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                                                            CONTACT:

Jim Leydon

Communications Director

Office of Mayor Domenic J. Sarno

 

CITY OF SPRINGFIELD INITIATES PROCESS TO PLAN FOR

THE IMPLEMENTATION OF THE MEDICAL MARIJUANA LAW

 

October 25, 2013 -Springfield, MA- Mayor Domenic J. Sarno announced the beginning of a process to plan for the implementation in the City of Springfield (City) of the State Medical Marijuana Law and Department of Public Health regulations.

 

Mayor Sarno stated that: “The City’s intent in carrying out this process is to implement, at the local regulatory level, a careful balance of promoting compassionate, appropriate access for patients with needs; while mitigating security and community impacts. The City’s internal review committee has developed this process to assure a fair, comprehensive, and open planning process.”

 

Pursuant to last year’s Ballot Question 3, and regulations promulgated by the Commonwealth’s Department of Public Health (“DPH”) to implement the medical use of marijuana; Massachusetts became the 18th state in the nation, along with the District of Columbia, to approve the use of marijuana for medical purposes.

 

The Act eliminates state criminal and civil penalties for the medical use of marijuana by qualifying patients diagnosed with a “debilitating medical condition”. Under the statute, patients  being treated for cancer, glaucoma, AIDS or HIV, Hepatitis C, ALS, Crohn’s disease, Parkinson’s disease, Multiple Sclerosis, and other conditions as determined by a patient’s physician are eligible. The Act allows Medical Marijuana Treatment Centers (MMTCs) to; cultivate, process and provide, medical marijuana to patients or their caregivers.

 

In calendar year 2013, DPH may register up to 35 treatment centers statewide, with a minimum of one but no more than five centers per county. Under the DPH Phase 1 process, dispensary applicants were reviewed and applicants who met the DPH qualifications are eligible for the DPH Phase 2 process where a selection committee will conduct an in-depth review and select dispensaries through a competitive process. The DPH Phase II application is due to be filed with DPH on November 21, 2013. The DPH committee will evaluate and score DPH Phase 2 applications based on such factors as appropriateness of the site, geographical distribution of dispensaries, local support, and the applicant’s ability to meet the overall health needs of registered patients, while ensuring public safety.

 

Two DPH applicants have provided notice to the City of their intent to seek a MMTC in Springfield. The DPH applicants are: Debilitating Medical Condition Treatment Centers, Inc. and   Baystate Compassion Center, Inc. The City is inviting these applicants to participate in the City’s Phase I process.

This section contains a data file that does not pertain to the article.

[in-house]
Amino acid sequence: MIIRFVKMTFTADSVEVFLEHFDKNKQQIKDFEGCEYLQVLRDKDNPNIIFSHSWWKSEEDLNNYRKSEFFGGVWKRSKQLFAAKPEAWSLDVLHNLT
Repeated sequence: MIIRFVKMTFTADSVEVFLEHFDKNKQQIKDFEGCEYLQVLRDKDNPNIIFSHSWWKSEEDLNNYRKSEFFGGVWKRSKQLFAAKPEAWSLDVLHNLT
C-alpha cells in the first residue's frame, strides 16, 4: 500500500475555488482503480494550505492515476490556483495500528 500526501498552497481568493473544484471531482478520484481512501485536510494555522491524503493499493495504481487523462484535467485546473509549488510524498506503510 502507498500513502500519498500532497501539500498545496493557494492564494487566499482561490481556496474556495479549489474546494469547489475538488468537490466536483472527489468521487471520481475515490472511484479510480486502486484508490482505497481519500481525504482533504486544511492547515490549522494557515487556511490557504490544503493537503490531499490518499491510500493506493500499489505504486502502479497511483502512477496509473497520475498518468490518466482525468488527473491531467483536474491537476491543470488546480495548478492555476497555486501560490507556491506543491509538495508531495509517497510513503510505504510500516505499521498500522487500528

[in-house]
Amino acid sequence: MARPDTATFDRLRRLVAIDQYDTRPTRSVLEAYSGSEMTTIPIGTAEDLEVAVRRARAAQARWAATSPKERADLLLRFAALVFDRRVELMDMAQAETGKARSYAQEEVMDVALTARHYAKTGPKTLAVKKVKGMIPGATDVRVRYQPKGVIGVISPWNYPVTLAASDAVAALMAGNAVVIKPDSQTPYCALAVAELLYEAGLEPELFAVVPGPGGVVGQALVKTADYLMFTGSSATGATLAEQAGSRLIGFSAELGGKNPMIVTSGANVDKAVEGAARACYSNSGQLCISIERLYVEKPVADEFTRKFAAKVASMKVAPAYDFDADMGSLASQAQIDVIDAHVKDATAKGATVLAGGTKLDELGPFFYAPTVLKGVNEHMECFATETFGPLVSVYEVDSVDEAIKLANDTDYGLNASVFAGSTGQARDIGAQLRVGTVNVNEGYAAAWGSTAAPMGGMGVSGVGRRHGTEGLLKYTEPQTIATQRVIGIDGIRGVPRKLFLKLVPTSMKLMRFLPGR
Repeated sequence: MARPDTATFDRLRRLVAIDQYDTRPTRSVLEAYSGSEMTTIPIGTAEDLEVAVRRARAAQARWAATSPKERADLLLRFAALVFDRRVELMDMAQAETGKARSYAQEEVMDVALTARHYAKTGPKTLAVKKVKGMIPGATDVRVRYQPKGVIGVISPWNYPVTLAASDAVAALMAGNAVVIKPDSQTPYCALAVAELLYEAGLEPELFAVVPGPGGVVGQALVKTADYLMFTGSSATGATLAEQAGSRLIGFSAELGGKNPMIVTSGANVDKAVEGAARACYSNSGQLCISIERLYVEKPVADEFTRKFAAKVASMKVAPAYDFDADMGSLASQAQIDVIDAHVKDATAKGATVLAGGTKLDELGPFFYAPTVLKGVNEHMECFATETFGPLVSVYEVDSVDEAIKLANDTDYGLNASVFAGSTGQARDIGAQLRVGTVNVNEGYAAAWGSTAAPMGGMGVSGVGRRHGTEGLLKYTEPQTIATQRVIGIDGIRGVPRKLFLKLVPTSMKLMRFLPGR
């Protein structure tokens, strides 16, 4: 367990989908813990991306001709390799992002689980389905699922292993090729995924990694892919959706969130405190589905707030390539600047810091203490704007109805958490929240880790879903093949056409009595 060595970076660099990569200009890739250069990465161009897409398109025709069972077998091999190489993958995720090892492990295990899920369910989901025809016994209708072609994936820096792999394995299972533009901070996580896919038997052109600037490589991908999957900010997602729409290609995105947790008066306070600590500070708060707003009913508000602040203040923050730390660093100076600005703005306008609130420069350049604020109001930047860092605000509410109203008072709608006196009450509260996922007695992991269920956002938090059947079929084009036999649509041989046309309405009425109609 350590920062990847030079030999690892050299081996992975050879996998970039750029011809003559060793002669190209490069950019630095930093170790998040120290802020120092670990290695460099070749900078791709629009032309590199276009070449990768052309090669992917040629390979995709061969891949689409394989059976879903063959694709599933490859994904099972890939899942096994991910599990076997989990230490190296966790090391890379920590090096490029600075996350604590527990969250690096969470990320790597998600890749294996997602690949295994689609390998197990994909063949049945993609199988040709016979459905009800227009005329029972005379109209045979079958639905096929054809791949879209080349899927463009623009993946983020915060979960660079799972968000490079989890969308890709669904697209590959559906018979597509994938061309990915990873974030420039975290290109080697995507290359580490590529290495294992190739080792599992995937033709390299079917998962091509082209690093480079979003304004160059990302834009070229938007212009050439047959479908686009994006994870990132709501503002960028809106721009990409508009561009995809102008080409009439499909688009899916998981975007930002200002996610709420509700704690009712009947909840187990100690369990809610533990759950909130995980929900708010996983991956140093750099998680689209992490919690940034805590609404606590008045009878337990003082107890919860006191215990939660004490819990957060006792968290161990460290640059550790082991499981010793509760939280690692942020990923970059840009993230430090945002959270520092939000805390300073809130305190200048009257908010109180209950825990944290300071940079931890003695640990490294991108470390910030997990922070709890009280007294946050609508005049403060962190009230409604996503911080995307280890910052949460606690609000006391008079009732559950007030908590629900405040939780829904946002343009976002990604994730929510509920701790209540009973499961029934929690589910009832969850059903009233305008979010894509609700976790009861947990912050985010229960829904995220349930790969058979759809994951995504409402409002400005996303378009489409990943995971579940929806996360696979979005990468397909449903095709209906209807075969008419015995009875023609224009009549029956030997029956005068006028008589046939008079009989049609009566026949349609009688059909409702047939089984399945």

The City’s Phased application process is designed to help it coordinate its planning process and facilitate the implementation of the Act in parallel with the DPH. No DPH applicant has provided notice as to any potential sites at this time. The notices provided to the City pursuant to DPH regulations are not site specific. City Solicitor Edward M. Pikula stated: “The DPH regulations require that applicants engage with the local community, and this process is designed to provide a framework for doing so with input from all stakeholders.”

 

The Pioneer Valley Planning Commission (PVPC) is working with cities and towns in the region to prepare a Model Zoning Bylaw/Ordinance. The City has participated in meetings with the PVPC and a draft of a model Zoning Bylaw/Ordinance is currently under discussion with the City’s planning staff and Medical Marijuana Internal Working Group. It is anticipated that the final regulations will include a “buffer zone” whereby no MMTC use or cultivation activities shall be located within a specified distance of a property line (the exact distance or distances to be determined), where activities or uses occur such as a: school, child care, or other places where minors frequent (e.g. a library, ball field, family recreation facility, religious facility or the like), other MMTC’s, a drug or alcohol treatment facility, correctional facility, half-way house or similar facility, any establishment licensed under the provisions of General Laws , Chapter 138 or other land uses which are potentially incompatible with MMTC facilities.